The Unlikely Donor
Cathleen Morita is a giver. When a cousin recently passed and left her some money, she said, “The Lord put it on my heart to give it to a friend who had fallen on hard times.” So she did. And five days later, Cathleen (Cat) lost her job. When the friend asked her if she wanted the money back, she replied, “No. God knew this was going to happen.”
But before you think too highly of Cat, she’ll tell you, “It’s not like I make a ton of money or have given lots of money.” It’s just that when God nudges her to give financially to someone, she does her best to do it. “The way he reaches me is that he shows me their need, which is always greater than my want. Look, we all have different gifts. Mine’s giving to those he puts on my heart.”
And that’s how Cat wound up donating money to The Salvation Army. While unemployed. In the middle of a pandemic.
Cat was still “between opportunities at the moment,” as she described it, when COVID-19 started taking its toll on her neighborhood. On the whole country.
Despite being unemployed, she said, “I can pay my bills. I can afford food. It’s amazing how God has kept me afloat.” So when she saw people on the news who couldn’t pay their bills and single moms trying to make ends meet, she knew, “That’s who the Lord put on my heart.”
“If I was a nurse, I’d serve that way,” she said. “Everyone wants to help during this crisis.” So when her stimulus check arrived from the government, Cat knew it wasn’t hers to keep. She gave it to her church, she said, “because I always tithe to the church first and knew they could reach those in dire need.”
Then her first unemployment check arrived in the mail, and it was considerably more than she had anticipated. She double checked the amount with a contact who works for the Illinois Department of Employment Security, who told her there was no error.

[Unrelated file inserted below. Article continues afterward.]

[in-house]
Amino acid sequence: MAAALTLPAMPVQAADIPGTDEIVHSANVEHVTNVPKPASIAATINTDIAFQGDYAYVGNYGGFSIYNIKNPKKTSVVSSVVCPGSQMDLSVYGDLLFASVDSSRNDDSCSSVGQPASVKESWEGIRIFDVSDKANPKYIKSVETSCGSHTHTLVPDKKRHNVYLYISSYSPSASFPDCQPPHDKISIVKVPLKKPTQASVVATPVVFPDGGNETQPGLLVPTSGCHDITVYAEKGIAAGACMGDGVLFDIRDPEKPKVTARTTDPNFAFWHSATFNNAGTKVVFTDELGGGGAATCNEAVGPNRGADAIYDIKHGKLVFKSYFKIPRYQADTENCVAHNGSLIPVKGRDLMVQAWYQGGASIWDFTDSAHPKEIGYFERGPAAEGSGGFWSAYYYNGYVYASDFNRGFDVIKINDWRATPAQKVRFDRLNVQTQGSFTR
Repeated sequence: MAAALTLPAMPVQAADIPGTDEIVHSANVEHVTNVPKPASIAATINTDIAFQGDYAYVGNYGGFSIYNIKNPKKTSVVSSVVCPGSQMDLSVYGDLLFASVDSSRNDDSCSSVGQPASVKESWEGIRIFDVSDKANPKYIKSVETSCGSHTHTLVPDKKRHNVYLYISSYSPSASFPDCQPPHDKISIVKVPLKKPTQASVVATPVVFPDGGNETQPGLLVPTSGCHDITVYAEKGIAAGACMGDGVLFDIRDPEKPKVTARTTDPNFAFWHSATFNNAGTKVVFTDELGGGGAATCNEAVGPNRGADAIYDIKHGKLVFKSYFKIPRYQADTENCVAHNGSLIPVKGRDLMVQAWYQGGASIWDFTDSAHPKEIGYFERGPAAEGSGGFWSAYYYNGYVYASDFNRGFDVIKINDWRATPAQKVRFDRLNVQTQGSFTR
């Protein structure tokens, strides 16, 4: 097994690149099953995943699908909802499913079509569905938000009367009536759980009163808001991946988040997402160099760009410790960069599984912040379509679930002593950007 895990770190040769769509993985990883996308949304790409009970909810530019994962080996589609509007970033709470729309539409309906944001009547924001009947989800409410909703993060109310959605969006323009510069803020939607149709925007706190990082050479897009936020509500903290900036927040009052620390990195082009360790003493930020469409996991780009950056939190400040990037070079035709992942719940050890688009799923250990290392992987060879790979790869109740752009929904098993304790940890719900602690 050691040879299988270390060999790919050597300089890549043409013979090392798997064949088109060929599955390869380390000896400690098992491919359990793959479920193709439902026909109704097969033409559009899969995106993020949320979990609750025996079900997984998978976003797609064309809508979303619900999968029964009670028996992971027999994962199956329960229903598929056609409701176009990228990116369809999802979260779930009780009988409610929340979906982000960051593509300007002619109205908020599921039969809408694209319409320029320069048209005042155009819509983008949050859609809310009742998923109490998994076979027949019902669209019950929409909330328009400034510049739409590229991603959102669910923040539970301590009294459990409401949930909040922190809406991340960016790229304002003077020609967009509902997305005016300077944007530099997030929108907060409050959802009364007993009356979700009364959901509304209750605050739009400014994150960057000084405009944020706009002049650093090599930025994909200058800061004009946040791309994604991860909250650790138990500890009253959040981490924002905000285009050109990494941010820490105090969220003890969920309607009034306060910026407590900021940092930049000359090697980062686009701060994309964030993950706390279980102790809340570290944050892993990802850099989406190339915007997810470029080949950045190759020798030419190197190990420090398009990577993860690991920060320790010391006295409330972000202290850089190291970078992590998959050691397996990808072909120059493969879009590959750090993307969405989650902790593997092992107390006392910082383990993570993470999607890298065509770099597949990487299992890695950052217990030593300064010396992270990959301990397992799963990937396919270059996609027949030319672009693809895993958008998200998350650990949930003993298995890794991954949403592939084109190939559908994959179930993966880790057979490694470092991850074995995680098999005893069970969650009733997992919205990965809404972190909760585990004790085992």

As Cat contemplated where to donate this extra money, she thought of The Salvation Army’s Emergency Disaster Services (EDS). She had volunteered with EDS off and on for years, and had recently helped make sandwiches for first responders to the COVID-19 crisis at their warehouse not far from where she lives in Elk Grove Village.
When Cat talked with an Army staff member at our EDS warehouse, she told him, “I know you work in neighborhoods in need, and I know you’re in a position to give to a person crying out to God for help.” When he told her about the Army’s rent and utility assistance for those who have lost work due to the coronavirus – assistance that keeps these families from losing their homes – she knew it was the right fit. She also mentioned that she appreciates that The Salvation Army represents the Lord and helps people in his name.
If Cat’s unemployment checks remain higher than her needs, she plans to keep donating to The Salvation Army. “It’s not like I’m doing anything great. This isn’t money I’ve earned,” she said. “I’m just being a funnel. It’s amazing the Lord uses all of us as his hands and feet.”
Learn about all the ways The Salvation Army is responding to the coronavirus – as well as how you can help – at salarmychicago.org/coronavirus.
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For tax purposes: The Salvation Army Metropolitan Division EIN is 36-2167910.